Dr Rajkumar Singh
INDIA’S decision to develop nuclear energy or to go nuclear in the future is mainly caused by its protest against the discriminatory non-proliferation treaty, but it may be a response to Pakistan and Chinese nuclear power development and lastly it may even have been a deliberate attempt to join the nuclear club.
It all started with Chinese aggression against India in 1962 with China becoming a nuclear power in October 1964.
In a debate in the Indian Parliament as to whether India should become a nuclear weapon country or not.
While speaking on the capital outlay of the Department of Atomic Energy in the Lok Sabha on 23rd March 1963, a member of the Jana Sangh Party strongly pleaded, ‘‘India should manufacture atomic weapons in view of the threats posed by the Chinese on the borders.
He contended that China possessed atomic weapons and it would be impossible for India to defend its sovereignty and territorial integrity without the nuclear power’’.
But there were other members in Parliament who were of the opinion that India should not manufacture atomic or nuclear weapons.
However, the people of India, on the contrary felt that India needed to manufacture nuclear weapons as it would not violate the Test Ban Treaty of 1963, and underground explosions were allowed nor would it be going against the spirit of non-alignment.
Regional factors: Further the threat to India had increased with the maturing of Sino-American relationship.
Pakistan connections with China was already well-established. It was furthering renewing its connections with America.
All this was a grave threat to South Asia, ‘‘Islamabad’s willingness to recognise China but not India as the predominant power in South Asia aggravates India’s fear of China as a hegemonic power that is in occupation of its territory’’.
In the context of strategic, political and military implications of Pakistani nuclear capability suggested that India should also formulate a response to safeguard its security and national interests.
India will have to follow such a policy that would serve it best without being sentimental or pseudo-moralistic in approach.
India has to be more concerned about the explicit of the ominous United States-Pakistan strategic consensus than the mere fact of United States arms supply to that country.
Pakistan’s keen desire for a nuclear bomb was there much before India tested her nuclear device.
In Z.A. Bhutto’s calculations: (i) Pak bomb will be status symbol not only for Pakistan but for the entire Islamic world; (ii) It would give Pakistan enough leverage to put India into the defensive.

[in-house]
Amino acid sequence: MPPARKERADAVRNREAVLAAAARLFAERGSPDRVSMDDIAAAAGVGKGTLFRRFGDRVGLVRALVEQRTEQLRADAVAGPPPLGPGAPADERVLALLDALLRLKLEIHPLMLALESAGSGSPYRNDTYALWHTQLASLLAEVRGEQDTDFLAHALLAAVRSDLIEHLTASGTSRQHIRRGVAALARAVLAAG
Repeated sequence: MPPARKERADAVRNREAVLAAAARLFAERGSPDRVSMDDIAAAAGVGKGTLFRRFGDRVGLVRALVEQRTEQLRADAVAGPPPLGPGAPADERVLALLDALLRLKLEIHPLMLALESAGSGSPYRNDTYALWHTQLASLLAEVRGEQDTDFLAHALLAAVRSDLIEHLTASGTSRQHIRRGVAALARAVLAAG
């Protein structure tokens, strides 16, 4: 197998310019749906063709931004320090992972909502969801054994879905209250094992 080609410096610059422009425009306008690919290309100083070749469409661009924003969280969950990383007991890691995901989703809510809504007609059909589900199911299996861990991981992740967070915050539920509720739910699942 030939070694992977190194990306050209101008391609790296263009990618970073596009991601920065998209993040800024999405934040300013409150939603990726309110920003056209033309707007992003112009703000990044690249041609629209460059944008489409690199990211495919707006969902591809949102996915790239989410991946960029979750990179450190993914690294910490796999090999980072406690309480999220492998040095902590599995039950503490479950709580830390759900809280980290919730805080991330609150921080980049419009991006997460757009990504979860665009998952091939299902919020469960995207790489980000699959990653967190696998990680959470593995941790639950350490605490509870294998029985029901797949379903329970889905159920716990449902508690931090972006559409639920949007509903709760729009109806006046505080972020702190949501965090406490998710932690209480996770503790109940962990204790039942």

It is also to mention here that the danger of a nuclear war exists more amongst the smaller nations than amongst the superpowers.
The smaller nations can be provoked into using the nuclear weapons as the last alternative to national demise.
In a war between India and Pakistan, it is more likely that Pakistan would be the first user of nuclear weapons.
The Indian armed forces feel that when the Pakistanis are outnumbered they may use nuclear weapons to prevent the defeat of Pakistan.
Policy of Indira Gandhi: In the meantime, Indira Gandhi returned to power in 1980 and her government asserted that it would be vigilant in protecting the national interests.
It was necessary for India to be in touch with the latest technology. India would be committed to the peaceful use of atomic energy but would keep its nuclear option open.
Despite India’s problems with the United States over fuel and spare parts supplies to Tarapur, India did not accept the international safeguards.
During this period the development of missile technology in India grew.
After Indira Gandhi’s sudden demise, Rajiv Gandhi, her eldest son became the next Prime Minister of India, who too adhered to the peaceful uses of atomic energy for the development of the country.
India’s first medium-range missile Agni was developed during this period. It was the most impressive achievement in self-reliance in the field of the indigenous production of ballistic missile.
The development of ballistic missile capability put a long chain of missiles in future, such as Prithvi, Agni, Trishul, Nag and Akash etc. But Agni is one hundred per cent indigenous whereas Prithvi is 90 per cent indigenous.
Missile Agni has even the potential of being developed into an inter-continental ballistic missile (ICBM).
In a nutshell, India has been periodically testing nuclear-capable missiles and has made known its determination to secure its assets in space.
Rajiv Gandhi and nuclear policy: On policy front both Indira Gandhi and Rajiv Gandhi expressed India’s views in clear terms.
India has always believed in the peaceful uses of nuclear energy. Indira Gandhi addressed the 38th Session of the UN General Assembly in New York on 28th September 1983, and exposed the dangers of nuclear war, scientists, scholars and some notable soldiers have vividly described the outcome of a future nuclear war. Imagine a hundred or thousand Hiroshimas at one time… We can all live only if we all combine in the struggle for peace.
In June1988, the then Prime Minister Rajiv Gandhi made a seminal speech at the UN General Assembly and proposed a world free of nuclear weapons, an end to be achieved through an ‘Action Plan for Ushering in a Nuclear-Weapon Free and Non-Violent World Order.
He proposed a three-stage process of total disarmament with the account on a regime that was global, universal and non-discriminatory.
Rajiv Gandhi’s plan was ranked among the bolder initiatives to rid the world of nuclear weapons along with Mikhail Gorbachev’s call made two years earlier for the abolition of nuclear weapons.
Although the Soviet Union welcomed the proposal, the US immediately rejected the Rajiv Gandhi plan. India, however, must continue to push for the acceptance of its ideas.
— The writer is Professor and Head, P G Department of Political Science, Bihar, India.